What The Community Should Know About Volunteer Firefighters

Being that volunteer firefighting is embedded in the history of Long Island, the members of the community are well aware of what we do, and who we are. Some may be proud of us, and others may think we’re a cult. Either way, when they call for us, we’re going to come help. The one interesting thing about us is the fact that we all come from different walks of life, but we have the same interest in protecting members of the community. You have your “buffs” who make it well known that they’re firefighters, your old timers that still hang around, and members that don’t sport it, but still come down for the calls and drills. We all work together to make sure emergencies are handled.

The community sees us responding to calls, they see us in parades, they come to our fire prevention days, and also our fundraisers. Maybe some of them think that all we do is drink and spend money. But do they really know what goes on inside during the week? They’ve all heard about the fact that when the alarm goes off, we have to leave dinner or get up in the middle of the night to respond to a call which is true. The other part that they may not be aware of is the preparation for everything we do.


On Long Island, firefighters train at the very least once a week. More often than not, most of us do multiple drills a week, or take classes to better our skills. Each drill we do is roughly 2 hours depending on the topic or department. We train in buildings that are built just like our houses and businesses, and we use real fire to emulate a real life scenario. We use beat up cars to practice using the “jaws of life” and so on and so forth. Also, most drills aren’t easy. We are thrown a multitude of different scenarios to try and throw us off our game so that when things get hairy in real life, we have the ability to adapt and overcome.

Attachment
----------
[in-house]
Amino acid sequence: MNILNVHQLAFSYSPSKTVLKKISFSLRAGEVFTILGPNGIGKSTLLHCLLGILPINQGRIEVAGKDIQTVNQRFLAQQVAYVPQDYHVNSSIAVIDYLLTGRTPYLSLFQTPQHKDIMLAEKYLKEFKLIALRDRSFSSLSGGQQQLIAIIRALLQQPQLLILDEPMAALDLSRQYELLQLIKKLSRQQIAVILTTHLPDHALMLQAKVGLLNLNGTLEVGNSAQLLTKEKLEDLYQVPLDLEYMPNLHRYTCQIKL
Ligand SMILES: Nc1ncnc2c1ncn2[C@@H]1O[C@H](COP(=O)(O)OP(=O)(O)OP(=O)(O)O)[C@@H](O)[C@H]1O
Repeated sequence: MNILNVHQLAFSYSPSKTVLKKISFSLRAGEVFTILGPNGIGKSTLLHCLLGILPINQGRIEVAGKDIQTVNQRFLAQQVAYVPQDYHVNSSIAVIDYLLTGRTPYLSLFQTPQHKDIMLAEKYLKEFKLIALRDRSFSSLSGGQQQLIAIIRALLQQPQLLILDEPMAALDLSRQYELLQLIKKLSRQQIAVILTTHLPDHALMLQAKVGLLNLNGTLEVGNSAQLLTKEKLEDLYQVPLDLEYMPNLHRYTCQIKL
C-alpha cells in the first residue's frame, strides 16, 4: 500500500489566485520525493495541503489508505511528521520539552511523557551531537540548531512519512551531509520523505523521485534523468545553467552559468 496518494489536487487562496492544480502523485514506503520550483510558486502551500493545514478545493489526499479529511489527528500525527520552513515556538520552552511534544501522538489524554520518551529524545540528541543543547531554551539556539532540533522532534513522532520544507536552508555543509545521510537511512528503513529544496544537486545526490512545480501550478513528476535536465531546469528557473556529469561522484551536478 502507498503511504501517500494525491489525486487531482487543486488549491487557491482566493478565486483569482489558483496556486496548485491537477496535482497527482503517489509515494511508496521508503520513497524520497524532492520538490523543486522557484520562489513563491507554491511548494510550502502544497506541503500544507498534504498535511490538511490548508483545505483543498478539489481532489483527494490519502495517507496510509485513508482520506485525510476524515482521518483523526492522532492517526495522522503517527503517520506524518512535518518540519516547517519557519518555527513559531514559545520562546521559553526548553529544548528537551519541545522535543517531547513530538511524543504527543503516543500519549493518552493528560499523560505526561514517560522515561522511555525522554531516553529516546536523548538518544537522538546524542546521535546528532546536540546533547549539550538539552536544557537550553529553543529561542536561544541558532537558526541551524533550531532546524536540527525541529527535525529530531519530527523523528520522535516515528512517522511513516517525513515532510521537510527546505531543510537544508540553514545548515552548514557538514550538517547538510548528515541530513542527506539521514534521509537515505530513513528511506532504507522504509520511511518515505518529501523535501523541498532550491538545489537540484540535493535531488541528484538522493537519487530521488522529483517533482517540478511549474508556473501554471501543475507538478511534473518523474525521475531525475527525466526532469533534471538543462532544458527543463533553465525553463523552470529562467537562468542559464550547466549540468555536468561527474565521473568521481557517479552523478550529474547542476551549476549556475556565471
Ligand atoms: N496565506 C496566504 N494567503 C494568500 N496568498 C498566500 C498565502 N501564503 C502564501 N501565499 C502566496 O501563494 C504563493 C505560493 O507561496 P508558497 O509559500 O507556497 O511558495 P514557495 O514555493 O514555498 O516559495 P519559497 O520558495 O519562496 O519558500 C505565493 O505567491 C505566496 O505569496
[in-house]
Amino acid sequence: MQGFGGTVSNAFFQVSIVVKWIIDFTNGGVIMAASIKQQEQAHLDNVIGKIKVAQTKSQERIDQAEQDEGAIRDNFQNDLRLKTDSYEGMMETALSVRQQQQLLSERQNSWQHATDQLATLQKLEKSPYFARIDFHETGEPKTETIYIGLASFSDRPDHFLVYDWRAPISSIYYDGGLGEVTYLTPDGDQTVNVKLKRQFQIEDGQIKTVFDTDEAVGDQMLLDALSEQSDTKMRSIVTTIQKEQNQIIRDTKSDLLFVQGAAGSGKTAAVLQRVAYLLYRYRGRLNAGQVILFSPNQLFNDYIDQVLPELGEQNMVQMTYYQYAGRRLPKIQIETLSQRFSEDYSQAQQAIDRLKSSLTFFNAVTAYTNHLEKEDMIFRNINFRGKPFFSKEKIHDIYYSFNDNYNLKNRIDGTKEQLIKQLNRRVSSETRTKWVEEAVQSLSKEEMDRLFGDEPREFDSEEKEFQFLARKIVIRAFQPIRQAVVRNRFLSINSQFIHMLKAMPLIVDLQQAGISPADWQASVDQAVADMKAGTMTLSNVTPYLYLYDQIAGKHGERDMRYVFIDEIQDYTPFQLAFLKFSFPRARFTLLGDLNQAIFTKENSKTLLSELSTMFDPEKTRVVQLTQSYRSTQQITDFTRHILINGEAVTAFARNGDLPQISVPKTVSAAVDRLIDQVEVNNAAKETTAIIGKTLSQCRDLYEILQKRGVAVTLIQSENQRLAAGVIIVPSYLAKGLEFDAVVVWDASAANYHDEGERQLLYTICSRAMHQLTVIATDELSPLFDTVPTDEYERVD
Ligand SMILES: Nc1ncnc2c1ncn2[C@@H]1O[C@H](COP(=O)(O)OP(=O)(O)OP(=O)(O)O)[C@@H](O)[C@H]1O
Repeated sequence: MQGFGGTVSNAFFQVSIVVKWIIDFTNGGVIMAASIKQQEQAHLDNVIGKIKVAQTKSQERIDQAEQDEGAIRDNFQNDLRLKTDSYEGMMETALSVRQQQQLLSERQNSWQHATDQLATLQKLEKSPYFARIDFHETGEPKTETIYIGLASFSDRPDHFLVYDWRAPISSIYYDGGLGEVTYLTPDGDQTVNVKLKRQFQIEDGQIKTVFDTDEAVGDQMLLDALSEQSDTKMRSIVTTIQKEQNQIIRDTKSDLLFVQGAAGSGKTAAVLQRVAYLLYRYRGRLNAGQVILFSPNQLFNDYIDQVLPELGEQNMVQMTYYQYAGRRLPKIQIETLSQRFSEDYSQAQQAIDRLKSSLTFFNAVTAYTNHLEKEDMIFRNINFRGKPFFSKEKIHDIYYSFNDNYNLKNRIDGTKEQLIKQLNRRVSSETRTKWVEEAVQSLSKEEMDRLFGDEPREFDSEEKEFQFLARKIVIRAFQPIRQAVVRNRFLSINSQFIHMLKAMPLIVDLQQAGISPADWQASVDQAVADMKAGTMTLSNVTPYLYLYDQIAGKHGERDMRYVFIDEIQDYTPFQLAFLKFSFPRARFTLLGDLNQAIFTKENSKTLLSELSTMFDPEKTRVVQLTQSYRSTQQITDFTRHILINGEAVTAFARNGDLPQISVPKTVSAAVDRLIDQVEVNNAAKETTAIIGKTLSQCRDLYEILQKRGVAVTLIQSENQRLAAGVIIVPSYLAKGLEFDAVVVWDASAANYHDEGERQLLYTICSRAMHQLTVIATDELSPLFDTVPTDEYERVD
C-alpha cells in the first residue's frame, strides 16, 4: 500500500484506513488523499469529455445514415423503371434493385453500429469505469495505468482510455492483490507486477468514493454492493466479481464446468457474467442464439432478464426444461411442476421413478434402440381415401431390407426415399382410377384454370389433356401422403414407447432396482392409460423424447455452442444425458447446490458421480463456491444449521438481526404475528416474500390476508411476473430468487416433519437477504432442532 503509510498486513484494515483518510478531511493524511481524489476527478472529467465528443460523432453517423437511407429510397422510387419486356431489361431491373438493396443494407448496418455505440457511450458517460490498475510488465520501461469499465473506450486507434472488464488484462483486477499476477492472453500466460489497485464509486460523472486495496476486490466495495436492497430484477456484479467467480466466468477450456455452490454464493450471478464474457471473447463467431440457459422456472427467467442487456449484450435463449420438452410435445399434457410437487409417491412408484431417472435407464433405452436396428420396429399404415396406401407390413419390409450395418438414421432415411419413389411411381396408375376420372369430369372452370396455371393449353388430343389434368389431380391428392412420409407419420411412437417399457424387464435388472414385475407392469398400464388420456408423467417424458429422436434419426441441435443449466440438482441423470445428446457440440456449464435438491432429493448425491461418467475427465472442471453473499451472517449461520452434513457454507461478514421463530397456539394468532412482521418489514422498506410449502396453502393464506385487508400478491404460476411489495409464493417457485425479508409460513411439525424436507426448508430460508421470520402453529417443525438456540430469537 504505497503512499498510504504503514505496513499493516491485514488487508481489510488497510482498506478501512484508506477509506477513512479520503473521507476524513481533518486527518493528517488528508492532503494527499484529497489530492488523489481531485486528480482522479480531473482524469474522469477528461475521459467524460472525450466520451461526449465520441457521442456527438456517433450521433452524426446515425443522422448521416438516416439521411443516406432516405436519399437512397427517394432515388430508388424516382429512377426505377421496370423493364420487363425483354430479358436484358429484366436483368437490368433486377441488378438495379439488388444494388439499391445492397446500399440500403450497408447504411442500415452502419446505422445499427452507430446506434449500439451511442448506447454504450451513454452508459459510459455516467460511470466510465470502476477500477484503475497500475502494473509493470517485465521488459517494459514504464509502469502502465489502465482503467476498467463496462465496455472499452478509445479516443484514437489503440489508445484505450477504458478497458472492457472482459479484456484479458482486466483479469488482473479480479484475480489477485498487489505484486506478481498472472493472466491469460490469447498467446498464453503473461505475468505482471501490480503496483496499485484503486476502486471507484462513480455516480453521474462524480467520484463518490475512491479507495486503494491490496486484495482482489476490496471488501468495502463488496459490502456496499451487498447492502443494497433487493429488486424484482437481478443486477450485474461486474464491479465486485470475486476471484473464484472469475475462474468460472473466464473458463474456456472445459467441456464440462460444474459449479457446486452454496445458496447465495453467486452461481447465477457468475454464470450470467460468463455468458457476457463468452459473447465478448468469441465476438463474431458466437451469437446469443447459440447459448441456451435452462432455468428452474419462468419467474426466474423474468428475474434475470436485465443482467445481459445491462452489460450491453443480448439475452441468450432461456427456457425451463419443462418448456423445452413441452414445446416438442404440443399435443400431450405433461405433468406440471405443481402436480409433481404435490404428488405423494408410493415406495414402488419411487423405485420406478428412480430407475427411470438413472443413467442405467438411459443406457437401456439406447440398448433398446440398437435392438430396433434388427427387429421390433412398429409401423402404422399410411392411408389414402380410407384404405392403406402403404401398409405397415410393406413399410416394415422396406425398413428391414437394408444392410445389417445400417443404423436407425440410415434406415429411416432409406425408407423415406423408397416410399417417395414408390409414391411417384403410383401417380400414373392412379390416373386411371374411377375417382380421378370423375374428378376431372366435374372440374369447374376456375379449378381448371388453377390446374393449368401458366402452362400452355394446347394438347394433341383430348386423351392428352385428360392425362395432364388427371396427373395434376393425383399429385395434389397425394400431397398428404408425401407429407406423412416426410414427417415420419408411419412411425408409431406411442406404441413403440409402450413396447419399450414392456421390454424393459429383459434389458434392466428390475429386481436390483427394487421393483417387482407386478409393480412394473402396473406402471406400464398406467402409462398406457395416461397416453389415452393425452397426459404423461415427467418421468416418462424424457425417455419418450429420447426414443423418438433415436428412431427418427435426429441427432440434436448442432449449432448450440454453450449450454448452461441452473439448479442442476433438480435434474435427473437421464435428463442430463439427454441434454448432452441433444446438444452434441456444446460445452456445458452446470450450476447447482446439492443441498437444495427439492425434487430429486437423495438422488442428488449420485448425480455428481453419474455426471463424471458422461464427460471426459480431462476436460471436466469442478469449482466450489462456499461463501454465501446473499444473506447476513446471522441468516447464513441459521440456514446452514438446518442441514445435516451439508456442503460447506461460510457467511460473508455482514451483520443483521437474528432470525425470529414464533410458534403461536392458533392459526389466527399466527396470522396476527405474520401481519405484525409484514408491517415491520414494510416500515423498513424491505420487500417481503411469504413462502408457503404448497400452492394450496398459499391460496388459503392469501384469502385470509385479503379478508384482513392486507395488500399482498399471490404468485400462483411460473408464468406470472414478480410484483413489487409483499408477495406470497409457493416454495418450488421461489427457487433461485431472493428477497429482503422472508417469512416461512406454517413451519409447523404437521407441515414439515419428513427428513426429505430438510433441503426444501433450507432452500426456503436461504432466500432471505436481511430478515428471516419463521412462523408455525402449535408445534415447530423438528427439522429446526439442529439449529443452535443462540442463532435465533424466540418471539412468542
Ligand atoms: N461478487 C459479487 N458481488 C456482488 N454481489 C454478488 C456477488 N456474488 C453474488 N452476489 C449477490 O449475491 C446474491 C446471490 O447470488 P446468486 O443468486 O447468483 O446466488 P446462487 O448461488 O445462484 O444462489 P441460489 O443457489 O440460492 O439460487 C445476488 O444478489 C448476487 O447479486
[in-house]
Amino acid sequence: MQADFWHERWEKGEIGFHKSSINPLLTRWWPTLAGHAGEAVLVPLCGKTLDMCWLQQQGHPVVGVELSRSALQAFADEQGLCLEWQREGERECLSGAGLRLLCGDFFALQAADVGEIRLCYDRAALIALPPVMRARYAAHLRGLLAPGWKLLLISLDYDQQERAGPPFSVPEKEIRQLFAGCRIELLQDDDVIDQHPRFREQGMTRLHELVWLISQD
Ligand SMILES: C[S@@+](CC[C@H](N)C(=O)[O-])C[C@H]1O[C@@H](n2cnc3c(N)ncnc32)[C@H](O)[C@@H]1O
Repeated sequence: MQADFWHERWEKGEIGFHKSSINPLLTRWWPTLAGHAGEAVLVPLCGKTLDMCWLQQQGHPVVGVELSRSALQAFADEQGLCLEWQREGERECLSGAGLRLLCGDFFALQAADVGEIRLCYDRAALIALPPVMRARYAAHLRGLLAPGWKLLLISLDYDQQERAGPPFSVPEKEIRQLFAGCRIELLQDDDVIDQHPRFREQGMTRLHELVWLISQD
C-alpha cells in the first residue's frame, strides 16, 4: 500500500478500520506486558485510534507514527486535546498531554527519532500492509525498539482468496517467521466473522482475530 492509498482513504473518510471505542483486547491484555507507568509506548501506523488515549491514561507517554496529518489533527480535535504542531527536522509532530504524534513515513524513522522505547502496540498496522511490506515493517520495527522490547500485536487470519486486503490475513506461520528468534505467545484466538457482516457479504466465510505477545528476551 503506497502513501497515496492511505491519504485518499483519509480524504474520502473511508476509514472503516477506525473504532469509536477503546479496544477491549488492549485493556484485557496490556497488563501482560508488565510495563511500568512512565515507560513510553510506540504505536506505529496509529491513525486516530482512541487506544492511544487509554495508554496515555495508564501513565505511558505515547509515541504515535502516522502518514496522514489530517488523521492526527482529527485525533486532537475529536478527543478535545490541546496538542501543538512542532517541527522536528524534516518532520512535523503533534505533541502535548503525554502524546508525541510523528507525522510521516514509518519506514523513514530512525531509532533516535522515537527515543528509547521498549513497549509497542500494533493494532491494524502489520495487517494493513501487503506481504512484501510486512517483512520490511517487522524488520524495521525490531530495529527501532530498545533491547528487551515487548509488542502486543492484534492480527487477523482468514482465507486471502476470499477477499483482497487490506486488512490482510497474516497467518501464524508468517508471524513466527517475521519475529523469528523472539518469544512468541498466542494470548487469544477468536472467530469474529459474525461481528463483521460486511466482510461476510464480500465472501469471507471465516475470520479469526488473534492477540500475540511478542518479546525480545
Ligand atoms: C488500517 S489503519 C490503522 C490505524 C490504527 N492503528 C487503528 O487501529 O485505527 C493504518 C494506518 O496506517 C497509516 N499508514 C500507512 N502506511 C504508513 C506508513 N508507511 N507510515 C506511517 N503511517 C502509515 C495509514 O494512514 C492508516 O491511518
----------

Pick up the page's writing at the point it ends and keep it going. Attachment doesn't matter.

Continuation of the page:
On top of our training, most of us attend at the very least two meetings a month. Some members that are part of other committees will attend additional meetings. The purpose of these meetings is to make sure that our department is running properly, and to discuss things we need to change up in our strategy. In the meetings, we discuss various different topics regarding the community or the fire service in general. For the most part, our meetings are focused on improving our organization so that in turn, we give our community the best level of service.


It is our job to make sure that our trucks and equipment are ready to go at all times. For instance, after battling a house fire, we have to repack all of our hose (hundreds of feet) and change out the bottles in our air packs. We have to make sure all of our tools are cleaned and put back. Then, when we get back to the firehouse, we have to take all of the empty air bottles out and replace them with filled bottles. We also have to wash our gear, and make sure everything is put back the way it was before we left. This takes a decent amount of time after already being exhausted.


This is the basis of what we do. But let’s discuss the amount of time we actually spend on alarms. For a standard call that comes in, such as a fire alarm going off in a building, it might only be a 20 minute run if it’s just a false alarm. On the other hand, if it’s an actual fire and depending on the size, it can be hours that we’re operating. This includes the middle of the night. Some of us have been in positions where we leave the house at 2am for a fire and get back home just in time to take a shower before work. EMS alarms at the very least take 45 minutes to an hour depending on the situation.

Overall, it’s what we like to do. We’re happy to come out and help a neighbor in need at whatever time. From the outside, it’s easy to see the basic things we do, but this is just a quick idea of what actually goes on and the time we take out of our personal lives to do so. So next time you see us on the road, think about what was listed here today. The best part of all, you can join too! That is if you have the time to do so. But in the meantime, you’ll always be able to count on us.

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